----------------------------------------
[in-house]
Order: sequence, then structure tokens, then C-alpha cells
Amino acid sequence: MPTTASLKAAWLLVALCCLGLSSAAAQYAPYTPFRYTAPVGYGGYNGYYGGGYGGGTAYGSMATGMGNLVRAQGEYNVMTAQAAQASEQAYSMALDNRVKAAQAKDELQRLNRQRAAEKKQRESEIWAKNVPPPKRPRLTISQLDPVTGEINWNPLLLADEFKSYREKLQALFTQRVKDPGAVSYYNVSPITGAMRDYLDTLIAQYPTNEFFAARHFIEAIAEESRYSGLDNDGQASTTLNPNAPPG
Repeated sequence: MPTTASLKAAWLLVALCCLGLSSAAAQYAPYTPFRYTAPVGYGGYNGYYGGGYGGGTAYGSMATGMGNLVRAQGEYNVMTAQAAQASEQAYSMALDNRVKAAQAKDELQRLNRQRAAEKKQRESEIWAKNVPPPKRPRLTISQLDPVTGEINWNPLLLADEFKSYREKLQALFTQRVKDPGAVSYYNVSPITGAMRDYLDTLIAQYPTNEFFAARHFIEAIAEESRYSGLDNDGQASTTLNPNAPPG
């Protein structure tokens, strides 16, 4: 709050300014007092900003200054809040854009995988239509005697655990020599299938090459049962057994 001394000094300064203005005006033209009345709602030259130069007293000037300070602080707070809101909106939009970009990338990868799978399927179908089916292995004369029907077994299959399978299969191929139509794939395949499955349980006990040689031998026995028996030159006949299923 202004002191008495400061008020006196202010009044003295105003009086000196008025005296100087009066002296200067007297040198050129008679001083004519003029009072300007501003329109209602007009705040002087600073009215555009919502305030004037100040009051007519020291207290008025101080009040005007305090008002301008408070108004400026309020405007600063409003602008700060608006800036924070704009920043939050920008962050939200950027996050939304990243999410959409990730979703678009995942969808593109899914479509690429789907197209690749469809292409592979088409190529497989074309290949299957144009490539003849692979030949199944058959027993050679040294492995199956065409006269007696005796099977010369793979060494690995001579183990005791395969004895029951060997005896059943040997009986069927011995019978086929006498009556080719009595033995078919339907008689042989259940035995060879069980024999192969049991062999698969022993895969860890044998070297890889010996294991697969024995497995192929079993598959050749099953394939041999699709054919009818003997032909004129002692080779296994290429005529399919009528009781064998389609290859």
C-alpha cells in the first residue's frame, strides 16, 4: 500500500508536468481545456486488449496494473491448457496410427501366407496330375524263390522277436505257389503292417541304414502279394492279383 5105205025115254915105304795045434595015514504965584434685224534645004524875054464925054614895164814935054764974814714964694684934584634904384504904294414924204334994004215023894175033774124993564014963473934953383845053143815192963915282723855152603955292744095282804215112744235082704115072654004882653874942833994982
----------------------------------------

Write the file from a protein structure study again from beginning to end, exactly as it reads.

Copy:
[in-house]
Order: sequence, then structure tokens, then C-alpha cells
Amino acid sequence: MPTTASLKAAWLLVALCCLGLSSAAAQYAPYTPFRYTAPVGYGGYNGYYGGGYGGGTAYGSMATGMGNLVRAQGEYNVMTAQAAQASEQAYSMALDNRVKAAQAKDELQRLNRQRAAEKKQRESEIWAKNVPPPKRPRLTISQLDPVTGEINWNPLLLADEFKSYREKLQALFTQRVKDPGAVSYYNVSPITGAMRDYLDTLIAQYPTNEFFAARHFIEAIAEESRYSGLDNDGQASTTLNPNAPPG
Repeated sequence: MPTTASLKAAWLLVALCCLGLSSAAAQYAPYTPFRYTAPVGYGGYNGYYGGGYGGGTAYGSMATGMGNLVRAQGEYNVMTAQAAQASEQAYSMALDNRVKAAQAKDELQRLNRQRAAEKKQRESEIWAKNVPPPKRPRLTISQLDPVTGEINWNPLLLADEFKSYREKLQALFTQRVKDPGAVSYYNVSPITGAMRDYLDTLIAQYPTNEFFAARHFIEAIAEESRYSGLDNDGQASTTLNPNAPPG
């Protein structure tokens, strides 16, 4: 709050300014007092900003200054809040854009995988239509005697655990020599299938090459049962057994 001394000094300064203005005006033209009345709602030259130069007293000037300070602080707070809101909106939009970009990338990868799978399927179908089916292995004369029907077994299959399978299969191929139509794939395949499955349980006990040689031998026995028996030159006949299923 202004002191008495400061008020006196202010009044003295105003009086000196008025005296100087009066002296200067007297040198050129008679001083004519003029009072300007501003329109209602007009705040002087600073009215555009919502305030004037100040009051007519020291207290008025101080009040005007305090008002301008408070108004400026309020405007600063409003602008700060608006800036924070704009920043939050920008962050939200950027996050939304990243999410959409990730979703678009995942969808593109899914479509690429789907197209690749469809292409592979088409190529497989074309290949299957144009490539003849692979030949199944058959027993050679040294492995199956065409006269007696005796099977010369793979060494690995001579183990005791395969004895029951060997005896059943040997009986069927011995019978086929006498009556080719009595033995078919339907008689042989259940035995060879069980024999192969049991062999698969022993895969860890044998070297890889010996294991697969024995497995192929079993598959050749099953394939041999699709054919009818003997032909004129002692080779296994290429005529399919009528009781064998389609290859």
C-alpha cells in the first residue's frame, strides 16, 4: 500500500508536468481545456486488449496494473491448457496410427501366407496330375524263390522277436505257389503292417541304414502279394492279383 5105205025115254915105304795045434595015514504965584434685224534645004524875054464925054614895164814935054764974814714964694684934584634904384504904294414924204334994004215023894175033774124993564014963473934953383845053143815192963915282723855152603955292744095282804215112744235082704115072654004882653874942833994982